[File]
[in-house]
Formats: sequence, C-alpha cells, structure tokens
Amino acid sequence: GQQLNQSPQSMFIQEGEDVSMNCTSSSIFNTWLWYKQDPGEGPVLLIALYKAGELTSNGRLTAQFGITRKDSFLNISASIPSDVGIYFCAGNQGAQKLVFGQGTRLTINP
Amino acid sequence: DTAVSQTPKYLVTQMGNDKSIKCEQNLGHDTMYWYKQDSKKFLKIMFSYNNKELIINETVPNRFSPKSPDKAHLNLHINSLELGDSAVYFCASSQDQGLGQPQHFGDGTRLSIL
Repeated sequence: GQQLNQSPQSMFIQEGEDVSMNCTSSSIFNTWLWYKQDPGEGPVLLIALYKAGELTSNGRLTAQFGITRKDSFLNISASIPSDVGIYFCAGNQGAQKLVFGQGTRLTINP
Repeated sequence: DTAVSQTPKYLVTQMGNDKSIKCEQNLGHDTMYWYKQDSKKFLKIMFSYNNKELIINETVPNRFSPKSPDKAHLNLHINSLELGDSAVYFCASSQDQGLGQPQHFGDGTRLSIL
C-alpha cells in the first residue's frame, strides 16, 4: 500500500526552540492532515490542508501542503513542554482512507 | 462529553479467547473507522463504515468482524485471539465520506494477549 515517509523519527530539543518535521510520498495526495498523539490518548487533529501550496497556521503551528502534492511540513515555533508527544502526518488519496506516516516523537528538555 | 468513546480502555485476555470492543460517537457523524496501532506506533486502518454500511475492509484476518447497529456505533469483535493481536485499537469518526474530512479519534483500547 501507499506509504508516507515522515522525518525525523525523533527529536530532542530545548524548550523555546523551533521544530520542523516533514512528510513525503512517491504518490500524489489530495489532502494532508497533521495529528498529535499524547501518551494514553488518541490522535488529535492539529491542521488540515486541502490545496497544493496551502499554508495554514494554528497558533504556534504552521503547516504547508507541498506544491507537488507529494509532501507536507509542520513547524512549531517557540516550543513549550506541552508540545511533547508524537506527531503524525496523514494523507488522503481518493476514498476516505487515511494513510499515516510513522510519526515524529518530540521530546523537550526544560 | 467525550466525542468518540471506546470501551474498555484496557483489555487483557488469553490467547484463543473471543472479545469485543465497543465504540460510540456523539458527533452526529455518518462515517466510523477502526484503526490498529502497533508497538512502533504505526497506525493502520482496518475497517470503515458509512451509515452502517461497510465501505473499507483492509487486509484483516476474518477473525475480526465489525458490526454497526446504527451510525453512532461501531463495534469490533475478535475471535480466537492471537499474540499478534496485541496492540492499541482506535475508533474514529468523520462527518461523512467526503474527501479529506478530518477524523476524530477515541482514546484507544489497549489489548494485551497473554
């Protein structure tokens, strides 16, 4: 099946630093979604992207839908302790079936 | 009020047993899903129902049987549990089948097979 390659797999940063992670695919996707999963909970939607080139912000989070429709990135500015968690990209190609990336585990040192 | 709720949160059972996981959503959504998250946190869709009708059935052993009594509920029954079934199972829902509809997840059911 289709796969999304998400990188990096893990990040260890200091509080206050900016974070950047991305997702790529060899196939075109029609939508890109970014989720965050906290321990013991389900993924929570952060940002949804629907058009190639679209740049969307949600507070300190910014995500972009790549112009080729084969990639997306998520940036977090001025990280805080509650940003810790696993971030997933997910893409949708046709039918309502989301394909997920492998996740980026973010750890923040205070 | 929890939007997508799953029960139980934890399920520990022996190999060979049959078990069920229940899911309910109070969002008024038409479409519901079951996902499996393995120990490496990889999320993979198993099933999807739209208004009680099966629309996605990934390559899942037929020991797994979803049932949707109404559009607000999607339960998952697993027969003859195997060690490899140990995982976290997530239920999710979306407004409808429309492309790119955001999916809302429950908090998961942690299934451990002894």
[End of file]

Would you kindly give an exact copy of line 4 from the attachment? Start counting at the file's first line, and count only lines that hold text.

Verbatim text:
Amino acid sequence: DTAVSQTPKYLVTQMGNDKSIKCEQNLGHDTMYWYKQDSKKFLKIMFSYNNKELIINETVPNRFSPKSPDKAHLNLHINSLELGDSAVYFCASSQDQGLGQPQHFGDGTRLSIL